Synchronisms is a series of twelve musical compositions for solo or ensemble live instruments and pre-recorded tape composed by Mario Davidovsky at the Columbia-Princeton Electronic Music Center, the first dating from 1963. Davidovsky explains that, "One of the central ideas of these pieces is the search to find ways of embedding both the acoustic and the electronic into a single, coherent musical and aesthetic space."
The series, "is characterized by the interaction of virtuoso musicians with a counterpoint of electronically generated sounds covering a broad tonal and timbral spectrum." Davidovsky describes the goals of his series: "In those works, I try to keep, on the one hand, as much as possible of what is characteristic of the electronic instrument [medium], and, on the other, what is characteristic of the live performer. At the same time, each extends the other." In the series Davidovsky attempts, "exact coordination only in short passages of intricate counterpoint; elsewhere, in more extended passages in which one component clearly accompanied the other, 'an element of chance ["leeway in the synchronization"] is introduced'".
The works are as follows:
- Flute (1963)
- Flute, clarinet, violin, cello (1963)
- Cello (1964)
- Chorus (1967)
- Percussion quintet (1969)
- Piano and electronic sound (1970)
- Orchestra (1973)
- Wind quintet (1974)
- Violin (1988)
- Guitar (1992)
- Bass (2005)
- Clarinet (2006)
Synchronisms No. 6, for piano and electronic sound (1970), was awarded the Pulitzer Prize for Music in 1971. Published by E. B. Marks, it was premiered August 19, 1970 at the Berkshire Music Festival.
No. 6 was written for pianist Robert Miller (of The Group for Contemporary Music). The Pulitzer jury found that the piece, "shows mastery of a new medium and its imaginative use in combination with the solo pianoforte." Violinist Mari Kimura, who studied with Davidovsky, cites Synchronisms No. 6 as prompting her initial interest in electronic music.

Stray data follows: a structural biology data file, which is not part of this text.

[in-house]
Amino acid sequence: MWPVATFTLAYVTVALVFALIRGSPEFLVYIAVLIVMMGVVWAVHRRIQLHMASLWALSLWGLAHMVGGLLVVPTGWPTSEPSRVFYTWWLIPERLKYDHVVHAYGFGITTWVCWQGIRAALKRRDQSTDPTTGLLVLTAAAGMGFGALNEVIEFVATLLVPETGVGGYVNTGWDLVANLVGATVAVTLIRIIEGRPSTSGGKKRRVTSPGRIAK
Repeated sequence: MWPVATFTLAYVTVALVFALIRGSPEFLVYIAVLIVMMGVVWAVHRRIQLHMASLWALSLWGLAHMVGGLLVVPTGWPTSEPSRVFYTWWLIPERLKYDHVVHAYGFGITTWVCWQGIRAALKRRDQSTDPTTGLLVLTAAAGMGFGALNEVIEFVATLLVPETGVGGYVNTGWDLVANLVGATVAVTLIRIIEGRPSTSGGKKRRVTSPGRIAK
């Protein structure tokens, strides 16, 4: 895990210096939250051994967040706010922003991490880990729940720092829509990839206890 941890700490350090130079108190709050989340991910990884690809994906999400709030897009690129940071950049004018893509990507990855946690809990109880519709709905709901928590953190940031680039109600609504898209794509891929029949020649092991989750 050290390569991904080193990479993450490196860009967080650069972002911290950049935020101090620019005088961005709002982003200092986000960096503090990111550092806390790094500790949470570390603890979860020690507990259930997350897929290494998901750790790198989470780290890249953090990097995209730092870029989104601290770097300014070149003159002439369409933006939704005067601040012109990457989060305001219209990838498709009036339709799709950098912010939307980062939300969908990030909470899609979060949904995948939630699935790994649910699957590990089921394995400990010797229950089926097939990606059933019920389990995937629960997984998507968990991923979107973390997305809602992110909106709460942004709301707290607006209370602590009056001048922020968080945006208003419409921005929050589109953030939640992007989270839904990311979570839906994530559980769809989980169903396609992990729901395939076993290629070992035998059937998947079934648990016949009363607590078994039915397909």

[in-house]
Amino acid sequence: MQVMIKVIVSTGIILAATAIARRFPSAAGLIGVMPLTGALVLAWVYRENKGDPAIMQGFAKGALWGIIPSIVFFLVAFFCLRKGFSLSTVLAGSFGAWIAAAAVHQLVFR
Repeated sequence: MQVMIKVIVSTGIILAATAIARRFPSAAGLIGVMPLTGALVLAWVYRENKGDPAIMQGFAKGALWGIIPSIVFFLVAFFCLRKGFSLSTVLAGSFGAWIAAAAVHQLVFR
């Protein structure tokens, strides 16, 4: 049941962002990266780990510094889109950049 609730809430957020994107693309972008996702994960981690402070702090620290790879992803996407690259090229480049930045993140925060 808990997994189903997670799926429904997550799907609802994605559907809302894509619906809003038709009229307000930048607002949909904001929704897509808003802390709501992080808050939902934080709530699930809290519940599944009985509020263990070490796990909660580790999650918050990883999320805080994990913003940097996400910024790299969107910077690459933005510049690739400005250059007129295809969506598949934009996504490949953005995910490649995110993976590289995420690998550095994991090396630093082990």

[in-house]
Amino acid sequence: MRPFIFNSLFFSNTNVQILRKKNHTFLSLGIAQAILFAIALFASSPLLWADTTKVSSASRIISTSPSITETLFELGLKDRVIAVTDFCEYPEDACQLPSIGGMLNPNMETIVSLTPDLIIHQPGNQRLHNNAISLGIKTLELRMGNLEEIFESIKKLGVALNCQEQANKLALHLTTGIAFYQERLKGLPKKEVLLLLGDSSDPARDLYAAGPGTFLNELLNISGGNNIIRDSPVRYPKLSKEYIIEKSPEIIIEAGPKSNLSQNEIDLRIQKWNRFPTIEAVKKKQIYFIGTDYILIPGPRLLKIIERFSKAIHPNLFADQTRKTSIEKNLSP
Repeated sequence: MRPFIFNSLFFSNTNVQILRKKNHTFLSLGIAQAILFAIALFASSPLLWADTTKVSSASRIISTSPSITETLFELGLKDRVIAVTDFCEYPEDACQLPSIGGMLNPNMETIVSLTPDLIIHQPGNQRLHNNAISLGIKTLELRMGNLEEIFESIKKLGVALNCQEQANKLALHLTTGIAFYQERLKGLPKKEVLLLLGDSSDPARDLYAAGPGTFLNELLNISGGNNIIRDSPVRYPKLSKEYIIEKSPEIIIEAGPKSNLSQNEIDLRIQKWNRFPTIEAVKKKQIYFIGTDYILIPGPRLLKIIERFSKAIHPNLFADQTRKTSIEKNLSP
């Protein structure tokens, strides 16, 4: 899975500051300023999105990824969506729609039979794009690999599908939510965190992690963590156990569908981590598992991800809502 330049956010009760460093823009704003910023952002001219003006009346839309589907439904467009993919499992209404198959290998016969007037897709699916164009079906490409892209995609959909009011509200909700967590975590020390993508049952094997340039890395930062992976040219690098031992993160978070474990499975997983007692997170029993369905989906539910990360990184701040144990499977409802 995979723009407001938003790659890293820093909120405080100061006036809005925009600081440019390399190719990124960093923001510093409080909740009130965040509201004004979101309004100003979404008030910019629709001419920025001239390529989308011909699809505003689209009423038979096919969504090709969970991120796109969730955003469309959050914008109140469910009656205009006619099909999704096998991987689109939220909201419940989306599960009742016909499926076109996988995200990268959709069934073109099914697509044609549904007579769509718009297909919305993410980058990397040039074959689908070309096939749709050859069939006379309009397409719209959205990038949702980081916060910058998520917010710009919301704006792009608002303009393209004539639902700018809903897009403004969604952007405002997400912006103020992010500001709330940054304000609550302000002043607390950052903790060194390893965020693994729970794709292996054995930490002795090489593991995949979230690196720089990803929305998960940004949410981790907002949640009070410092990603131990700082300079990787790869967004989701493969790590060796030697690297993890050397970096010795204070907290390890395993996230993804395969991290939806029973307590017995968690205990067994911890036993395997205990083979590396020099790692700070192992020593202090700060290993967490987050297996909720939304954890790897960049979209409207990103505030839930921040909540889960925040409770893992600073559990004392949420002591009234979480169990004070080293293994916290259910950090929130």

- Boston Musica Viva - Boston Musica Viva Plays Schwanter, Ives and Others (1987) [No. 3]
- Aleck Karis - Secret Geometry (1996) [No. 6]
- Jennifer Frautschi - Solovision (2003) [No. 9]
- Davidovsky - Flashbacks (2000) [No. 10]
- David Bowlin - Bird As Prophet (2019) [No. 9]
- Michael Nicolas - Transitions (2016) [No. 3]
- Gryč, Stephen Michael (1978). "Stratification and Synthesis in Mario Davidovsky's Synchronism No. 6, ITO 4/4: 8-39. M.M. thesis, University of Michigan.
- Grimshaw, Jeremy (2005). "Mario Davidovsky", All Music Guide to Classical Music: The Definitive Guide to Classical Music, p.341-2. Woodstra, Chris; Brennan, Gerald; and Schrott, Allen; eds. ISBN 9780879308650.
- Holmes, Thom (2012). Electronic and Experimental Music: Technology, Music, and Culture, unpaginated. Routledge. ISBN 9781136468940.
- "Mario Davidovsky", MilkenArchive.org.
- Taruskin, Richard (2009). Music in the Late Twentieth Century: The Oxford History of Western Music, p.212. ISBN 9780199796007. [Quotes Davidovsky.]
- Rockwell, John. 1981. "Robert Miller, Pianist-Lawyer". New York Times (December 1): D31, col. 4.
- Hohenberg, John (1997). The Pulitzer Diaries: Inside America's Greatest Prize, p.150. ISBN 9780815603924.
- Kimura, Mari (Spring 1995). "Performance Practice in Computer Music", p.64, Computer Music Journal, 19:1, pp.64-75.
- Berry, David Carson (2004). A Topical Guide to Schenkerian Literature: An Annotated Bibliography with Indices, p.280. ISBN 9781576470954.
- Susser, Peter Matthew. "Attack, Sustain and Decay: An Analysis of 'Synchronisms No. 3 for Cello and Electronic Sounds' by Mario Davidovsky", Music.Columbia.edu.
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